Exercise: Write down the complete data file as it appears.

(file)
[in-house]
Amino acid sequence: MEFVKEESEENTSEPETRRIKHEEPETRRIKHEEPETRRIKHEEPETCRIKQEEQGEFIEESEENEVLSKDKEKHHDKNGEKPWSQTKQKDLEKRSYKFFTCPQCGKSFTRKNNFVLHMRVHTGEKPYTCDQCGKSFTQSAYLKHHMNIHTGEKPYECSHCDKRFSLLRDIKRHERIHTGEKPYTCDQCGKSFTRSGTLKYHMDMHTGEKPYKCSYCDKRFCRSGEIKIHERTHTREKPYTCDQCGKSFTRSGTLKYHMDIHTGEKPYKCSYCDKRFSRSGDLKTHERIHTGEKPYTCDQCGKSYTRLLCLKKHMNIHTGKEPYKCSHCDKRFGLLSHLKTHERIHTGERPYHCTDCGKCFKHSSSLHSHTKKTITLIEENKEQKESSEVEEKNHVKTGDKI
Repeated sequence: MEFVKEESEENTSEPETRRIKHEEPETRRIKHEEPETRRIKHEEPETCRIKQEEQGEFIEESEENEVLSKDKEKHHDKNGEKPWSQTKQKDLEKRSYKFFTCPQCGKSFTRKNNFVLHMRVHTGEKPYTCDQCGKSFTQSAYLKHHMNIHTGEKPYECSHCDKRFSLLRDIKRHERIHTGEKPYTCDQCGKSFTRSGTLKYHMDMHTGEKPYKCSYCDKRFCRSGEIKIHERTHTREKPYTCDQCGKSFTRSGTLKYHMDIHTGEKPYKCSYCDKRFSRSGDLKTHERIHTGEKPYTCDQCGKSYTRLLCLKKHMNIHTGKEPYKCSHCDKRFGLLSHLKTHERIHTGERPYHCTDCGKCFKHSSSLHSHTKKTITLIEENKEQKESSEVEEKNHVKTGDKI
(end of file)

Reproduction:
[in-house]
Amino acid sequence: MEFVKEESEENTSEPETRRIKHEEPETRRIKHEEPETRRIKHEEPETCRIKQEEQGEFIEESEENEVLSKDKEKHHDKNGEKPWSQTKQKDLEKRSYKFFTCPQCGKSFTRKNNFVLHMRVHTGEKPYTCDQCGKSFTQSAYLKHHMNIHTGEKPYECSHCDKRFSLLRDIKRHERIHTGEKPYTCDQCGKSFTRSGTLKYHMDMHTGEKPYKCSYCDKRFCRSGEIKIHERTHTREKPYTCDQCGKSFTRSGTLKYHMDIHTGEKPYKCSYCDKRFSRSGDLKTHERIHTGEKPYTCDQCGKSYTRLLCLKKHMNIHTGKEPYKCSHCDKRFGLLSHLKTHERIHTGERPYHCTDCGKCFKHSSSLHSHTKKTITLIEENKEQKESSEVEEKNHVKTGDKI
Repeated sequence: MEFVKEESEENTSEPETRRIKHEEPETRRIKHEEPETRRIKHEEPETCRIKQEEQGEFIEESEENEVLSKDKEKHHDKNGEKPWSQTKQKDLEKRSYKFFTCPQCGKSFTRKNNFVLHMRVHTGEKPYTCDQCGKSFTQSAYLKHHMNIHTGEKPYECSHCDKRFSLLRDIKRHERIHTGEKPYTCDQCGKSFTRSGTLKYHMDMHTGEKPYKCSYCDKRFCRSGEIKIHERTHTREKPYTCDQCGKSFTRSGTLKYHMDIHTGEKPYKCSYCDKRFSRSGDLKTHERIHTGEKPYTCDQCGKSYTRLLCLKKHMNIHTGKEPYKCSHCDKRFGLLSHLKTHERIHTGERPYHCTDCGKCFKHSSSLHSHTKKTITLIEENKEQKESSEVEEKNHVKTGDKI